A medieval shipwreck, the “Mortar Wreck,” was unearthed off the southern coast of England. Scientists could test the ship’s timbers and determine that the vessel dates back to the 13th century.
The 750-year-old site is reportedly the oldest wreck known so far, in which the ship’s hull is visible. Per Tom Cousins, maritime archaeologist of Bournemouth University, some of the artifacts in the wreck are immaculate, as if they were carved just yesterday.
It last saw land when King Henry III was in power.
The “Mortar Wreck” derived the name from grinding bowls, also known as mortars, found in its hull. Tom Cousins explained what else the team could see in the wreck.
Video Credits: Bournemouth uni / YouTube
He referred to a cauldron and said that it was perhaps used for their daily postage, to make a soup with bits of fish and meats. The comparatively smaller one would’ve had a relatively long handle, and one could put an end to the fire, hot water following a cold night. He had once seen an image of one of these on a medieval manuscript where they were cooking on a whale’s back.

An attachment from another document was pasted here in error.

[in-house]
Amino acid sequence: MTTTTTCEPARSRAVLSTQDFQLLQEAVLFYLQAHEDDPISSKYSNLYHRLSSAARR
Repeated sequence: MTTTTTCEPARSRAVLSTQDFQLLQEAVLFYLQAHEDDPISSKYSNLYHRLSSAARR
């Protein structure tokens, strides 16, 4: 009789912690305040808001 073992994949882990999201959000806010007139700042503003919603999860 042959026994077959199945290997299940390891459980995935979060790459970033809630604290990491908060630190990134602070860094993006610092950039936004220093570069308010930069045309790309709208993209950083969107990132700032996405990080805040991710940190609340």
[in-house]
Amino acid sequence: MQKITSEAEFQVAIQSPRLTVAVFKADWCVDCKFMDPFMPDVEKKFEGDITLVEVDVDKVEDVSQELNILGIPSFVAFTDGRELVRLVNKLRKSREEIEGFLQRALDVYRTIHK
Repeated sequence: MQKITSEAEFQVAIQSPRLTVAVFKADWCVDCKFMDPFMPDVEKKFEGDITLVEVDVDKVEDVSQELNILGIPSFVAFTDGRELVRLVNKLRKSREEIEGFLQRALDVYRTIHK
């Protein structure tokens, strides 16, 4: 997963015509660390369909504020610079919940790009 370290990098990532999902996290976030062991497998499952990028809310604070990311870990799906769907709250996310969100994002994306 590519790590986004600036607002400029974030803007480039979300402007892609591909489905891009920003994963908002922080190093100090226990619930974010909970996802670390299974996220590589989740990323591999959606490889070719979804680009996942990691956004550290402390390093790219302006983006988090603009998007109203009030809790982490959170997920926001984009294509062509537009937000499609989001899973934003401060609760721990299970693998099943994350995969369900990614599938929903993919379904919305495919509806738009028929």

But Cousins had to say that the “most spectacular” discoveries were the gray slabs with two kinds of designs.
The Mortar Wreck was discovered off Dorset in the Poole Bay of southern England. The area was given legal protection to preserve the site. Archaeologists desire to raise funds to continue exploration and learn about the piece of history on the sea bed.
References: ARTnews, PetaPixel